Snow White and the Huntsman
Rupert Sanders brings a certain panache to his directorial debut, but he’s ultimately subdued by a blandest-of-the-bland script. There’s a sense of committee management to elements of design and casting that prevents it ever getting beyond the slightly derivative.
The producers cast Kristen Stewart because she might bring in the Twilight crowd, rather than because she can hold a candle to Charlize Theron or look remotely convincing wielding a sword. And they designed the world to echo The Lord of the Rings, complete with pitched battles, to promote the idea that this is the next big fantasy epic. On the other hand, Chris Hemsworth – complete with dubious Scottish accent – may have won the part off the back of Thor, but he makes it more interesting than it is on paper.
The dwarves, composed of a fine bunch of actors, are mostly underwritten and under-used (although, the little people effects are blended in more seamlessly than LOTR‘s hobbits). At least Theron’s Ravenna provides a much-needed contrast to Stewart’s simpering ineffectuality (the latter’s rousing speech to her troops has to be the most laughably delivered pep-talk since Keira Knightley’s in World’s End). And Sam Spruell makes a strong impression as her devoted brother (I can see Spruell deservedly earning a lot of parts due to this turn; I hope they’re not all bad guys, though). Sam Claflin, in contrast, is incredibly wet as Snow White’s childhood chum.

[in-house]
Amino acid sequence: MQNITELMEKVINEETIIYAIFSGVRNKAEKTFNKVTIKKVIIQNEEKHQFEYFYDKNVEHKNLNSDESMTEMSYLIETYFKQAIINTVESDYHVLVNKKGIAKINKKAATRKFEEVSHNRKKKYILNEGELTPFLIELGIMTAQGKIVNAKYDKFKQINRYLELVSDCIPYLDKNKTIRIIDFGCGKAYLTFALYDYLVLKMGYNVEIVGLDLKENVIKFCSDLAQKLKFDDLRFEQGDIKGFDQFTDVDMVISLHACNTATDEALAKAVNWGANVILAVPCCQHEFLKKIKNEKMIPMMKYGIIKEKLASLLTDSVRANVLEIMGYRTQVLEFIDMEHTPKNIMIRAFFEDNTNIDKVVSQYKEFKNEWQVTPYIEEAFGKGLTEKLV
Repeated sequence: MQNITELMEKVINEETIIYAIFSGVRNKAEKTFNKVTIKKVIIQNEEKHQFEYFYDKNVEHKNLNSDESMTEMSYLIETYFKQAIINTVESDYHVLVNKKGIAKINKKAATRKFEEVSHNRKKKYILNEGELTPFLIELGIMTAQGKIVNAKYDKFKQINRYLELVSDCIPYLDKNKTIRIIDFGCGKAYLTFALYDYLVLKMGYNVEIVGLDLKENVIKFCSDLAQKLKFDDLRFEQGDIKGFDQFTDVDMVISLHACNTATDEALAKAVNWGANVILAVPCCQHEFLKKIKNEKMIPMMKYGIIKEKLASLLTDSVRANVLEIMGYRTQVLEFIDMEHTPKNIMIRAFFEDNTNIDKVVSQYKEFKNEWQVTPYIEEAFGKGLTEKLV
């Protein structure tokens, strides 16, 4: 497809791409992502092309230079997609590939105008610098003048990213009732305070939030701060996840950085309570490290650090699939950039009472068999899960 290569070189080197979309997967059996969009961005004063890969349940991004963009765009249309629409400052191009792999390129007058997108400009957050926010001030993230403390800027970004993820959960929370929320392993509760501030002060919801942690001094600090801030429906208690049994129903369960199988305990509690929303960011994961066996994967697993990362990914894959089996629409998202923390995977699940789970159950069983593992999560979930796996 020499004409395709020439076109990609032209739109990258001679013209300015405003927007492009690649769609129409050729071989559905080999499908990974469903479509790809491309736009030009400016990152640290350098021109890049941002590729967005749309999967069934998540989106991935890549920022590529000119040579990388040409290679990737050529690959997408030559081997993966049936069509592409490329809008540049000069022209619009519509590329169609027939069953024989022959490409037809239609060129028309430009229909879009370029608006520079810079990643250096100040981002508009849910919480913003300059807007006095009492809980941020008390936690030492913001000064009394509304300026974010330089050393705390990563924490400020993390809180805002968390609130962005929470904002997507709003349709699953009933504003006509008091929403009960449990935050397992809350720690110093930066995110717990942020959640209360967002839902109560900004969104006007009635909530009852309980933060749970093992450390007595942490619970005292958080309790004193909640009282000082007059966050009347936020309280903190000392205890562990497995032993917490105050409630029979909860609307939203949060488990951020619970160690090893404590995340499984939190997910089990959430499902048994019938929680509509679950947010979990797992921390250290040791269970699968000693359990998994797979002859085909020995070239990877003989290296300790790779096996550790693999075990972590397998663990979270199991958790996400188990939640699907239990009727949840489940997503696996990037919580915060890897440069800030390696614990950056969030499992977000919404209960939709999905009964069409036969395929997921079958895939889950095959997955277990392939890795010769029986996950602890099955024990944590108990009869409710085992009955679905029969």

On the less reserved side, Sanders visuals are most memorable. From the hallucinatory weirdness of the dark forest (inhalation of spores causes drippy, surreal imaginings – just the sort of edge the retelling of a fairy tale needs) to a magnificently rendered troll and a mossy tortoise. While the odd touch of inventiveness remains during the second half (the glassy defenders of the queen reminded me of something out of Krull), it sadly retreats towards a pedestrian climax of swordplay and prolonged confrontation.
For all it’s faults, Gilliam’s Brothers Grimm is probably still the best of the big studios’ attempts to plunder fantasy for that elusive LOTR dollar. Mainly because it retained a sense of wit and playfulness (albeit much meddled with). Snow White and the Huntsman tries so hard to be serious and epic that it forgets to have any fun.